Group tackles voter engagement, other issues

ROCHESTER — Rochester ACTS is looking to boost voter engagement and Latino community involvement in its advocacy efforts this year.

The faith-based organization also will continue fighting for more child-care funding and a minimum-wage increase, said Carlos Garcia, president of the executive committee for Rochester ACTS (Alliance of Communities Transforming Society). The group, which formed in 2014, includes members from 19 congregations and community organizations.

"This year, there is not just one issue that we’re trying to concentrate on, given the fact that there are so many things going on in our community," he said.

Last month, Rochester ACTS and other area member congregations launched the program "Sacred Conversations," a concept that began in Ferguson, Mo., after Michael Brown was killed by a police officer in that city. The program in Ferguson was a series of workshops to help neighbors in that community connect, according to information at

In Rochester, the goal of the "Sacred Conversations" workshop that took place May 19 — with more to follow — was to reflect on how to use voter engagement to dismantle racism in Rochester, Garcia said.

Such tactics as voter registration drives and special events for candidates, as has been done in the past, will not be enough to engage voters this election season, he observed. Community leaders have to start thinking differently in order to get Latinos registered and to the polls in November, Garcia said.

Carlos Garcia sits in on a discussion during the Sacred Conversation workshop May 19 at Rochester’s Our Lady of the Americas.

"What we want to do is keep in touch with people, inform them about what’s going on and make sure they actually go out and vote," he said.

The impact of raising the Latino profile in terms of voting and other advocacy efforts could be huge, Garcia said.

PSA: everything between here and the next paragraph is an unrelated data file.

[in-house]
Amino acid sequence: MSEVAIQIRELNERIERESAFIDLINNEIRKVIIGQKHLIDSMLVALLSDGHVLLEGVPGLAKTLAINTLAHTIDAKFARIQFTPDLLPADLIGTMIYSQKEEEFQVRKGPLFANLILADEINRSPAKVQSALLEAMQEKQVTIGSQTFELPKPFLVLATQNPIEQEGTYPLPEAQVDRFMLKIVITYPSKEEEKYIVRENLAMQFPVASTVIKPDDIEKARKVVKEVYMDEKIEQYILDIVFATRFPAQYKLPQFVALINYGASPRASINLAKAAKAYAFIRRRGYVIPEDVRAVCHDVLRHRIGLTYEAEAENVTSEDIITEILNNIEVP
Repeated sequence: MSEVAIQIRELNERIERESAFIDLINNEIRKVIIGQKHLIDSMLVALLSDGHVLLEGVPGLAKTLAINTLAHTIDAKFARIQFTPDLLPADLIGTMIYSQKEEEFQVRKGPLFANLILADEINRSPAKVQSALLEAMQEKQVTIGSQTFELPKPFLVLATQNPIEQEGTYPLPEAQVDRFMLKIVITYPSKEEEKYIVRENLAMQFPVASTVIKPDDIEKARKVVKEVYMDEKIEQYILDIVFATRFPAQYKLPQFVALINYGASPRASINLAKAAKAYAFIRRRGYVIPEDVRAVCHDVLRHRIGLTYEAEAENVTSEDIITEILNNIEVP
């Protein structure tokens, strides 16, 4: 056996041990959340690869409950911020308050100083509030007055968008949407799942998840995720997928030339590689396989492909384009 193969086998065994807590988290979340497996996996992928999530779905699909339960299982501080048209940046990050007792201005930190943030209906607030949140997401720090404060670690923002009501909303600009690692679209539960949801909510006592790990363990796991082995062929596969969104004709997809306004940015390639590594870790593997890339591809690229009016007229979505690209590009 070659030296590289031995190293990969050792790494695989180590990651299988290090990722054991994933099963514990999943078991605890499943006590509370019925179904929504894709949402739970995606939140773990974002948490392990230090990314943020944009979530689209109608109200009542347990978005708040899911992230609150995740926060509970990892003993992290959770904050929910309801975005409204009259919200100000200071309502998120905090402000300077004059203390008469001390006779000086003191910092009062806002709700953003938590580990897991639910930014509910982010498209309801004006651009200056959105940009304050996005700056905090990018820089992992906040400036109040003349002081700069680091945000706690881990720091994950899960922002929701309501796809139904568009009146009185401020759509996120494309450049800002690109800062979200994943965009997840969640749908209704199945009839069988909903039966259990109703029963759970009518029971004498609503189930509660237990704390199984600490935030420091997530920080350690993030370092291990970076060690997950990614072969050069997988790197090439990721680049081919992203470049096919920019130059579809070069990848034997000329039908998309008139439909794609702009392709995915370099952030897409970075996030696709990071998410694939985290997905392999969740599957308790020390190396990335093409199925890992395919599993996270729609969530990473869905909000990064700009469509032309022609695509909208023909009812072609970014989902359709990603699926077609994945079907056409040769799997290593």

In Monroe County, about 35,000 out of more than 55,000 Latinos live in Rochester and are eligible to vote, Garcia said. Of that population, about 11 percent are registered to vote, according to U.S. Census Information ( Of that 11 percent, about 500 people vote, he noted.

"We (Latinos) could be a major force in terms of our local community," Garcia said. "I hear time and time again on both sides (Democrat and Republican), why bother talking to them? They don’t vote. We truly are a sleeping giant here."

Cristina Acosta of Irondequoit, a St. Frances Xavier Cabrini parishioner, recalled that many Latino families were actively involved in the local political scene from the 1960s through the 1980s. But in recent decades, few Latinos have stepped up to maintain that strong presence, she said.

"In terms of social action … Latinos are missing," remarked Acosta, who first heard about Rochester ACTS during a Lenten program earlier this year and is considering becoming a member.

Mario Escalante, former executive committee president for Rochester ACTS, said he has heard many reasons for potential Latino voters’ lack of engagement. The reasons include lack of transportation, feelings of disconnectedness from elected officials and not understanding the nuances of the political process, he said.

"They need the spark (to participate)," he said.

If Rochester ACTS and other community groups are able to create that spark, the hope is that the spark will lead to Latinos becoming active again in local politics, Garcia said. Rochester ACTS recently developed a strategic alliance with La Cumbre to recruit members and work on the organization’s goals, he added. La Cumbre is an ad-hoc advocacy group that also focuses on voter engagement and improving government representation for Latinos.

"This is an ongoing process," he said. "We need to continue to get people excited (about being involved in the community)."

Rochester ACTS generated a lot of community interest across all groups last year when it focused its efforts on increasing early childhood education subsidies for families, Garcia noted. While state funding for child care increased by $5 million in the budget approved in April, the increase is earmarked to cover additional costs to meet new federal inspection requirements instead of providing additional subsidies for families, according to information from the Empire Justice Center (

"But we were successful in creating attention to the issue," Garcia said of Rochester ACTS’ efforts, which included a postcard campaign, a protest march and meetings with elected officials.

Rochester ACTS officials plan to continue lobbying local and state representatives alongside other children’s organizations to obtain additional child-care subsidies, he said. Rochester ACTS also joined the "Fight for $15" minimum-wage movement last year and helped expand the focus from fast-food worker salaries to fair wages for all workers, Garcia said.

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